Antidepressants and other psychiatric medications are associated with an almost doubled risk of premature death in patients with heart conditions, according to research published in the European Journal of Cardiovascular Nursing, a journal of the European Society of Cardiology.
‘Our study shows that the use of psychotropic drugs is common in those with heart disease. In addition, almost one in three patients had symptoms of anxiety. Patients with cardiac illnesses should be systematically assessed for mental disorders and asked whether they use psychotropic medications and for what reason,’ said study author Dr Pernille Fevejle Cromhout of Copenhagen University Hospital, Denmark.
‘It is important to remember that being prescribed a psychotropic drug is an indication of a mental disorder, which might in itself contribute to an increased risk of death,’ said Dr Cromhout. ‘Further research is needed to evaluate whether the higher mortality is due to the use of psychotropic medication or the underlying mental illness.’
Previous studies have found an association between anxiety symptoms and poor health outcomes, including death, in patients with cardiac disease. This study explored whether the use of psychotropic medication might explain this link.
The study enrolled 12,913 patients hospitalised for ischaemic heart disease, arrhythmias, heart failure or valvular heart disease from the DenHeart national survey. Participants completed a questionnaire at hospital discharge and were classified as having anxiety symptoms if they scored eight or higher on the Hospital Anxiety and Depression Scale (HADS-A) anxiety subscale.
Information on medications was obtained using national registers. Patients were defined as users of psychotropic drugs if they had collected at least one prescription during the six months before hospital admission of benzodiazepines, benzodiazepine-like drugs, antidepressants or antipsychotics. Patients were followed up for one year following hospital discharge for all-cause death.
The researchers found that 2,335 participants (18%) redeemed at least one prescription for psychotropic medication during the six months before hospital admission. The most commonly used drugs were benzodiazepines (68%) and antidepressants (55%). The use of psychotropic medications was higher among women, older patients, smokers, widowed patients, less education, and patients with more significant numbers of co-existing health problems.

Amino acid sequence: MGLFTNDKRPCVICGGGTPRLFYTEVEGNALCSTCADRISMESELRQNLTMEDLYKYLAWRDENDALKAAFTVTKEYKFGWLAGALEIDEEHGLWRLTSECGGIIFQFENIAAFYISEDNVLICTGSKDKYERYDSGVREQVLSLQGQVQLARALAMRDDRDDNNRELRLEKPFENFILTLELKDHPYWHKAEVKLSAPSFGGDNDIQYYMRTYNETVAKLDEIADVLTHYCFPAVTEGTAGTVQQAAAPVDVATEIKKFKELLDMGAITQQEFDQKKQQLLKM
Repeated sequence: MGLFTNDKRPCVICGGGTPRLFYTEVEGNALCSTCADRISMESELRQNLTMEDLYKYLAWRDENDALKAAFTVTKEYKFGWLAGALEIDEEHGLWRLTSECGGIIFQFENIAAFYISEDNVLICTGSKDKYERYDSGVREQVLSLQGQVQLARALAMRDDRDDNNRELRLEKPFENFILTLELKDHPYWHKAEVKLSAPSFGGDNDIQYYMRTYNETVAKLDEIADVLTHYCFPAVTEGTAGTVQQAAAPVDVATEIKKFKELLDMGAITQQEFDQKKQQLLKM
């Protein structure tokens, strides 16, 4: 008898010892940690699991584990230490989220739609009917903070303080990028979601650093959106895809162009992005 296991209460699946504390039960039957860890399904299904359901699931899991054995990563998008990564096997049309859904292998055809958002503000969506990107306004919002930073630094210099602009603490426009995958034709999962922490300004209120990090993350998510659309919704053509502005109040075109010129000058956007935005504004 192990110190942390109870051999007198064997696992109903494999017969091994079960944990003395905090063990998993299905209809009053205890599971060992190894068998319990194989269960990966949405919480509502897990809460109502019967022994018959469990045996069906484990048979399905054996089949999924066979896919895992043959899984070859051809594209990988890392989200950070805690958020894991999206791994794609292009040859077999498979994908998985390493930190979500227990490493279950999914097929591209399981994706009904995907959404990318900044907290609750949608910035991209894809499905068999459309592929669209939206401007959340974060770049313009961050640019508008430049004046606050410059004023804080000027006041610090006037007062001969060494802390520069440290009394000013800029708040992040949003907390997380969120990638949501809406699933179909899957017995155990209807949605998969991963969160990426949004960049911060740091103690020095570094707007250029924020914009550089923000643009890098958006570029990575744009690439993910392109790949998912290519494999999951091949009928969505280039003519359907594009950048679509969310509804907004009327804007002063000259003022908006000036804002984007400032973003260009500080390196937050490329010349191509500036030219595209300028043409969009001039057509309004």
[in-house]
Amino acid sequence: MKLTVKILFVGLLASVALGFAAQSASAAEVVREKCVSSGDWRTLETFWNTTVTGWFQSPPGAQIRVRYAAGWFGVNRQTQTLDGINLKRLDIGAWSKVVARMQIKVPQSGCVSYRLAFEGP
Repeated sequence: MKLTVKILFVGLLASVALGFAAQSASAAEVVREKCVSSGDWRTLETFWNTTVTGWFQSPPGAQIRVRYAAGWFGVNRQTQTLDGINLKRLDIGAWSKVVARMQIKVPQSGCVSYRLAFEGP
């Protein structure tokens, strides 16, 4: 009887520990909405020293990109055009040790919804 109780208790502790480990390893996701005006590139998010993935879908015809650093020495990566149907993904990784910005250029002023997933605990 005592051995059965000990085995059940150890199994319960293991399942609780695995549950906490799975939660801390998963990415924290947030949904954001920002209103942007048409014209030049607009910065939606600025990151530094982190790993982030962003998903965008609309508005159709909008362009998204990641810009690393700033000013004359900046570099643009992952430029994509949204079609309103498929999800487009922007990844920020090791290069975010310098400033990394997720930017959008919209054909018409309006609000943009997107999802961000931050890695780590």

Nearly one-third of cardiac patients (32%) were classified as having anxiety. Psychotropic drug use was twice as high in patients with pressure (28%) than those without anxiety (14%).
A total of 362 patients (3%) died within the first year after discharge from the hospital. The one-year death rate was significantly higher in users of psychotropic medication (6%) compared with non-users (2%). Redeeming a prescription for psychotropic medication within the six months before hospitalisation was associated with 1.90 higher odds of all-cause death during the year post-discharge after adjusting for age, sex, cardiac diagnosis, co-existing conditions, smoking status, body mass index, education level and marital status.
The presence of anxiety was associated with a 1.81 higher odds of all-cause death during the same time period. When the analyses were also adjusted for psychotropic medication use before hospitalisation and the presence of anxiety, the associations became weaker. The use of psychotropic medication was associated with 1.73 higher odds of death and fear with 1.67 higher odds of death.
Dr Cromhout explained: ‘The weakening of the relationships suggests that the presence of anxiety influences the link between psychotropic medications and death. And, similarly, that the use of psychotropic medications influences the connection between anxiety and death.
‘Patients with heart disease who suffer from anxiety should inform the healthcare professionals involved in their treatment as they would do with any other co-existing condition. They should also ask that their anxiety is recognised as important and equal to their heart disease.’